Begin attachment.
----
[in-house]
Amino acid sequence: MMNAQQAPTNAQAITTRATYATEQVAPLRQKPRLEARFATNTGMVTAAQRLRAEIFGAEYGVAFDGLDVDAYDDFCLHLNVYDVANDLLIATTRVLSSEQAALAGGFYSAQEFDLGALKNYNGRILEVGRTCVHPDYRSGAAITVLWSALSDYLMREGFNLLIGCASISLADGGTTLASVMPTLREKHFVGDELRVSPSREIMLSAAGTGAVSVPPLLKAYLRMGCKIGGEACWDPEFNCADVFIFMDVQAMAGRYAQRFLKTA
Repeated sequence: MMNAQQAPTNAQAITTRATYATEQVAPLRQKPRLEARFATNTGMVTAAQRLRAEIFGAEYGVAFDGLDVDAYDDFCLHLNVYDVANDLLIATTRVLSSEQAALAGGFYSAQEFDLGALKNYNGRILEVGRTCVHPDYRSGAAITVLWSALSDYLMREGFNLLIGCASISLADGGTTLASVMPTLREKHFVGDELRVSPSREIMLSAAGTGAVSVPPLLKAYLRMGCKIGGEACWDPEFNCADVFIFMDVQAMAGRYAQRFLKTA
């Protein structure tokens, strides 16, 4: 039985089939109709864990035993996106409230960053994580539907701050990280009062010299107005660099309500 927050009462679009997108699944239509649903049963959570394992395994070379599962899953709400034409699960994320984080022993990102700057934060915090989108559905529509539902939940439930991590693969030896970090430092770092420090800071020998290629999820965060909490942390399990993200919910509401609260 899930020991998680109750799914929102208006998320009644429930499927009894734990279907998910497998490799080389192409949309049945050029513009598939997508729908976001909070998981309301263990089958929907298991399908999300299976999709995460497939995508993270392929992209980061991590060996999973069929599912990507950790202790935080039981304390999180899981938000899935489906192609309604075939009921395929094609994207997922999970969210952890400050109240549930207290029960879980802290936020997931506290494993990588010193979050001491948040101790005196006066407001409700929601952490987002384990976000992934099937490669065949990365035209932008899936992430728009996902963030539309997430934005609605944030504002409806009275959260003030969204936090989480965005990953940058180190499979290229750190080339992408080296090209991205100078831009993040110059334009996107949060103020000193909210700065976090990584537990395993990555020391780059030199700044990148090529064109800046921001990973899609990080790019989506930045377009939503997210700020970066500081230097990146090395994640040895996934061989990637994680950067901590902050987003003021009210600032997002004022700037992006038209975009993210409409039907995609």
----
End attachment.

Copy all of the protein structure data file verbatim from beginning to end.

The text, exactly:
[in-house]
Amino acid sequence: MMNAQQAPTNAQAITTRATYATEQVAPLRQKPRLEARFATNTGMVTAAQRLRAEIFGAEYGVAFDGLDVDAYDDFCLHLNVYDVANDLLIATTRVLSSEQAALAGGFYSAQEFDLGALKNYNGRILEVGRTCVHPDYRSGAAITVLWSALSDYLMREGFNLLIGCASISLADGGTTLASVMPTLREKHFVGDELRVSPSREIMLSAAGTGAVSVPPLLKAYLRMGCKIGGEACWDPEFNCADVFIFMDVQAMAGRYAQRFLKTA
Repeated sequence: MMNAQQAPTNAQAITTRATYATEQVAPLRQKPRLEARFATNTGMVTAAQRLRAEIFGAEYGVAFDGLDVDAYDDFCLHLNVYDVANDLLIATTRVLSSEQAALAGGFYSAQEFDLGALKNYNGRILEVGRTCVHPDYRSGAAITVLWSALSDYLMREGFNLLIGCASISLADGGTTLASVMPTLREKHFVGDELRVSPSREIMLSAAGTGAVSVPPLLKAYLRMGCKIGGEACWDPEFNCADVFIFMDVQAMAGRYAQRFLKTA
């Protein structure tokens, strides 16, 4: 039985089939109709864990035993996106409230960053994580539907701050990280009062010299107005660099309500 927050009462679009997108699944239509649903049963959570394992395994070379599962899953709400034409699960994320984080022993990102700057934060915090989108559905529509539902939940439930991590693969030896970090430092770092420090800071020998290629999820965060909490942390399990993200919910509401609260 899930020991998680109750799914929102208006998320009644429930499927009894734990279907998910497998490799080389192409949309049945050029513009598939997508729908976001909070998981309301263990089958929907298991399908999300299976999709995460497939995508993270392929992209980061991590060996999973069929599912990507950790202790935080039981304390999180899981938000899935489906192609309604075939009921395929094609994207997922999970969210952890400050109240549930207290029960879980802290936020997931506290494993990588010193979050001491948040101790005196006066407001409700929601952490987002384990976000992934099937490669065949990365035209932008899936992430728009996902963030539309997430934005609605944030504002409806009275959260003030969204936090989480965005990953940058180190499979290229750190080339992408080296090209991205100078831009993040110059334009996107949060103020000193909210700065976090990584537990395993990555020391780059030199700044990148090529064109800046921001990973899609990080790019989506930045377009939503997210700020970066500081230097990146090395994640040895996934061989990637994680950067901590902050987003003021009210600032997002004022700037992006038209975009993210409409039907995609």